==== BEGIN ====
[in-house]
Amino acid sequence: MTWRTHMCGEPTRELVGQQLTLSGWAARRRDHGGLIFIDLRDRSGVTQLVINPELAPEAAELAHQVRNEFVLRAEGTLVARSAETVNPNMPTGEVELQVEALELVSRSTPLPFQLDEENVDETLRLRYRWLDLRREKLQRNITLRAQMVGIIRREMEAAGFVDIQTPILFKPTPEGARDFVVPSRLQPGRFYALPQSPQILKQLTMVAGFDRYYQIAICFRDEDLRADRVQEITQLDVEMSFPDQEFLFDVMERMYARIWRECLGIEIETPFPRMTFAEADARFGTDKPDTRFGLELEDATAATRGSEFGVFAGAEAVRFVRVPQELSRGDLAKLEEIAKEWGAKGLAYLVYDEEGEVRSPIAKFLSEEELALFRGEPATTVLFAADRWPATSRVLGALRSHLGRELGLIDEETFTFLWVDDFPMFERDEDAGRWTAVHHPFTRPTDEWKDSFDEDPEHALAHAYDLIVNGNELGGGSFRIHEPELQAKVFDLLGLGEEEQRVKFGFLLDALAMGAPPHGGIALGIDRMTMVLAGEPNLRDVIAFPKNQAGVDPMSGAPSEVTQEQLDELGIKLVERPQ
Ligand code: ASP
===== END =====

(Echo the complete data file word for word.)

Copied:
[in-house]
Amino acid sequence: MTWRTHMCGEPTRELVGQQLTLSGWAARRRDHGGLIFIDLRDRSGVTQLVINPELAPEAAELAHQVRNEFVLRAEGTLVARSAETVNPNMPTGEVELQVEALELVSRSTPLPFQLDEENVDETLRLRYRWLDLRREKLQRNITLRAQMVGIIRREMEAAGFVDIQTPILFKPTPEGARDFVVPSRLQPGRFYALPQSPQILKQLTMVAGFDRYYQIAICFRDEDLRADRVQEITQLDVEMSFPDQEFLFDVMERMYARIWRECLGIEIETPFPRMTFAEADARFGTDKPDTRFGLELEDATAATRGSEFGVFAGAEAVRFVRVPQELSRGDLAKLEEIAKEWGAKGLAYLVYDEEGEVRSPIAKFLSEEELALFRGEPATTVLFAADRWPATSRVLGALRSHLGRELGLIDEETFTFLWVDDFPMFERDEDAGRWTAVHHPFTRPTDEWKDSFDEDPEHALAHAYDLIVNGNELGGGSFRIHEPELQAKVFDLLGLGEEEQRVKFGFLLDALAMGAPPHGGIALGIDRMTMVLAGEPNLRDVIAFPKNQAGVDPMSGAPSEVTQEQLDELGIKLVERPQ
Ligand code: ASP